Am 12.05.2015 um 14:35 schrieb Eric Sandeen:
> On 5/12/15 7:01 AM, Stefan Priebe - Profihost AG wrote:
>> while cloud / vms usage become more and more popular and qemu now also
>> offers memory hot add and unplug, cpu hot add and unplug, we still
>> suffer from a missing xfs shrink.
> Filesystem shrink is a very different scenario than "cloud / vms" needs
> for hot memory & cpu plugging, IMHO.
>> I would like to continue to use XFS as it is a rock solid base since
>> around 10 years for us.
>> But one missing piece in variable ressource usage for us is disk
>> shrinking. Is there any chance to get an xfs online shrinking?
> Under what circumstance does your workflow require a filesystem shrink?
May be special but there are a lot of customers out there who do not
manager their ressources. So they've partners and partners of partners.
It happens quite often that the disk runs out of space and the customer
does not know what he can do as third parties control the waste of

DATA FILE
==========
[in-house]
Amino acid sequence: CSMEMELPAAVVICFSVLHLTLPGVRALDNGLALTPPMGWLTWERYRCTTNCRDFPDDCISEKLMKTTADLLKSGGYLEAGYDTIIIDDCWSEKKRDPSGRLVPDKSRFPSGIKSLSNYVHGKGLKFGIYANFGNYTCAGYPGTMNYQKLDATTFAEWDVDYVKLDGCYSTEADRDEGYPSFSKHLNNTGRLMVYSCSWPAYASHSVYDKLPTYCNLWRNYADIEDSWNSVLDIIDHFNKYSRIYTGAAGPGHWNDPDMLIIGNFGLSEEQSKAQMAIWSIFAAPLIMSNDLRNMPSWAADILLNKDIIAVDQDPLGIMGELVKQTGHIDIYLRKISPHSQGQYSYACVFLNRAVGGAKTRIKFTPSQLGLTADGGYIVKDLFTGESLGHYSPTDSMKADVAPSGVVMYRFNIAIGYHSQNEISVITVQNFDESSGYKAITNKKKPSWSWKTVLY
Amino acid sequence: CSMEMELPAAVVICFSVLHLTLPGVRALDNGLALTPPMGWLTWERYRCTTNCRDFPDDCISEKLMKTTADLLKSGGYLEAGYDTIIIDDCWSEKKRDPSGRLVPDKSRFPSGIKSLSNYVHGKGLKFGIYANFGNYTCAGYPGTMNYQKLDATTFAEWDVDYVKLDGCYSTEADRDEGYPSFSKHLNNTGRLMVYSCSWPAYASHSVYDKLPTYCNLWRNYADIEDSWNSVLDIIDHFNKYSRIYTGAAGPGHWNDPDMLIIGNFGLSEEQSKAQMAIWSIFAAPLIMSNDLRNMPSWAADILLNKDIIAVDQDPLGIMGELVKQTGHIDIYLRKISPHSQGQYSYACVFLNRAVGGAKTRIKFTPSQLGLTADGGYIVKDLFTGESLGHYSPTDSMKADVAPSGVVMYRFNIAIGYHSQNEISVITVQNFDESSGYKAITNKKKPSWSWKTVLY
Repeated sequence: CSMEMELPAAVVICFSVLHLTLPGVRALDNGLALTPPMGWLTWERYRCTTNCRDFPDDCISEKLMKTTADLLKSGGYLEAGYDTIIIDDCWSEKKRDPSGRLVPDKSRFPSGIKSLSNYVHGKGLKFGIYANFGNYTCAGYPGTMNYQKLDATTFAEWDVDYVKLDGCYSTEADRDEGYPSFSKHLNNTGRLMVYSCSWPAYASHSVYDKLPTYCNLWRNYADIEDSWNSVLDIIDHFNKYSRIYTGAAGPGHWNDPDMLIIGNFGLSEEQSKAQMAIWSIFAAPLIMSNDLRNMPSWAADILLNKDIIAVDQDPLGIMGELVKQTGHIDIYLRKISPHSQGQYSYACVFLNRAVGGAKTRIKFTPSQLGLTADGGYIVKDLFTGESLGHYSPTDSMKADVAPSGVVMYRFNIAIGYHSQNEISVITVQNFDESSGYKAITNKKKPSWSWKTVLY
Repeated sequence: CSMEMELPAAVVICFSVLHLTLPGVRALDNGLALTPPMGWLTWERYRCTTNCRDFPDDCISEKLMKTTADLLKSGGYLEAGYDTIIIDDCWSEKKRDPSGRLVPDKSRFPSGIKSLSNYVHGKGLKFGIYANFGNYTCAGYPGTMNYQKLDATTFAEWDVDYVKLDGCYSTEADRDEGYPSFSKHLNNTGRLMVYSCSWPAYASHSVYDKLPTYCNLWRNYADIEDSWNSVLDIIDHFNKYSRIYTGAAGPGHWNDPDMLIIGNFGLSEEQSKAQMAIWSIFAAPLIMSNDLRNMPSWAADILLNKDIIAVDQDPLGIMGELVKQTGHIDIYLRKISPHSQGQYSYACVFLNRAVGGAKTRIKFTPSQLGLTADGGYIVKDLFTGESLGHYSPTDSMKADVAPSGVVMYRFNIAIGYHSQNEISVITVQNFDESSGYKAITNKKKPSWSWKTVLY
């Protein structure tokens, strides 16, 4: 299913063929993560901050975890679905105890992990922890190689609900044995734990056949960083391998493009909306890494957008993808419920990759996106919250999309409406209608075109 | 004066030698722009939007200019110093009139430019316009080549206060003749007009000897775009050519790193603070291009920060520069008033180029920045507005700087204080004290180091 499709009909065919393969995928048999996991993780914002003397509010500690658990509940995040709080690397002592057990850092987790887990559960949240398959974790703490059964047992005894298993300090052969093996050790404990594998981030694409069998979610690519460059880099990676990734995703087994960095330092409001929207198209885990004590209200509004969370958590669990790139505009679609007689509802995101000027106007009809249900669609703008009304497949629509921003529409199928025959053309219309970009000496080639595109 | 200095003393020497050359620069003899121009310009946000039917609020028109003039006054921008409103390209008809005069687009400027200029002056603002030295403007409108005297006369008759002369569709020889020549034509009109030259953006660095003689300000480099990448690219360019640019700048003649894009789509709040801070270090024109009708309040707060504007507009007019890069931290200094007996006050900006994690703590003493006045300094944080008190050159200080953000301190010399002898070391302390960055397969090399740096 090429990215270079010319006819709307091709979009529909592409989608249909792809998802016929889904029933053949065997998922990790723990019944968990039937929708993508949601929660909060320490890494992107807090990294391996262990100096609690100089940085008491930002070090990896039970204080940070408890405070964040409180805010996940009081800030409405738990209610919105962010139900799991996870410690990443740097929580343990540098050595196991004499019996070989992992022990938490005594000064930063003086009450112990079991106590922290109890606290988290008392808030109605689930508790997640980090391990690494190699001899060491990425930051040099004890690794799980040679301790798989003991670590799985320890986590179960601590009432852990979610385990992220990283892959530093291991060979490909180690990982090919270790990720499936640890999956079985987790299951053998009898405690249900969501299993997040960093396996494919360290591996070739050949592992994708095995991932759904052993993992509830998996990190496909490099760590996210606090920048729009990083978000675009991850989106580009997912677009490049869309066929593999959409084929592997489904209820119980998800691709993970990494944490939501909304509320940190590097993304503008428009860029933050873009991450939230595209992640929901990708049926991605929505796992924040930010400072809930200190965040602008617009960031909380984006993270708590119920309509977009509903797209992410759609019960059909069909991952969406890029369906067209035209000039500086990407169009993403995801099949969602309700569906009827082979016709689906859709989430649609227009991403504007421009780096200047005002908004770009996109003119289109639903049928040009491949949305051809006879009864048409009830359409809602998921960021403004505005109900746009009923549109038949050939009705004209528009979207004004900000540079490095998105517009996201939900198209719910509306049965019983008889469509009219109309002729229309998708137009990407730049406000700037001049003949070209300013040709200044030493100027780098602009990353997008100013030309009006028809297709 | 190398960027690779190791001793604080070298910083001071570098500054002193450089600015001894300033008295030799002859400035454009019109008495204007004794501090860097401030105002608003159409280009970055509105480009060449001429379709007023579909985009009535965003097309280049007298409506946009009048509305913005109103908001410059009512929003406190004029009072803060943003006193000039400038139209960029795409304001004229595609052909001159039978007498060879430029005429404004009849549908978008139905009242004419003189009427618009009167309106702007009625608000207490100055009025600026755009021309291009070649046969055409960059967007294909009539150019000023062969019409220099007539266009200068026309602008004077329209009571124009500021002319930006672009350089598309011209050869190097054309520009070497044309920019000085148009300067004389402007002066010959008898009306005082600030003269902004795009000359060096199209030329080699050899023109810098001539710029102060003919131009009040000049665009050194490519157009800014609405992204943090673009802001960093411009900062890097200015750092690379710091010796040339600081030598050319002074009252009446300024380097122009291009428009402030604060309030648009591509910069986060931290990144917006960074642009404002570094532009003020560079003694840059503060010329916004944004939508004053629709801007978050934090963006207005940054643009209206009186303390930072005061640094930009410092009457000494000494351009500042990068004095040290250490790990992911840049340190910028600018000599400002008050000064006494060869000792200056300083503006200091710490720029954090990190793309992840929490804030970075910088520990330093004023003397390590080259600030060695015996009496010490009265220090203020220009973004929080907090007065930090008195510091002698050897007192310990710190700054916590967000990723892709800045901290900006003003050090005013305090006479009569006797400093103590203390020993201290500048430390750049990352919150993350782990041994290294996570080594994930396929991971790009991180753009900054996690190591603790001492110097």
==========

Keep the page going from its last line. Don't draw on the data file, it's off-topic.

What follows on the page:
space. So we are in the situation where we need to extent the partition
so the customer can continue his business. Later when the partner has
solved the issue (real world shows mostly 2 days - 3 weeks) the customer
wants to shrink again as he does not want to pay the space.
> Honest question, I'm not challenging you, but I would like to understand
> what it is about shrink that is so critical it may cause you to stop using
> One thing about shrink - while i.e. ext4 supports it, the end result of
> a shrunk filesystem is a scrambled filesystem. All those heuristics that
> made the filesystem reasonably performant as it aged get thrown out the
> window as the fs scavenges for space into which to shrink the filesystem...
> That said, another option is to use the dm-thinp target, and allocate /
> de-allocate storage resources to the underlying block device as needed.
We do so while using ceph and trim but the customer pays what he can
theoretically use and not what he uses in real. Ceph also does not
provide a way to show us the real usage of a rbd disk.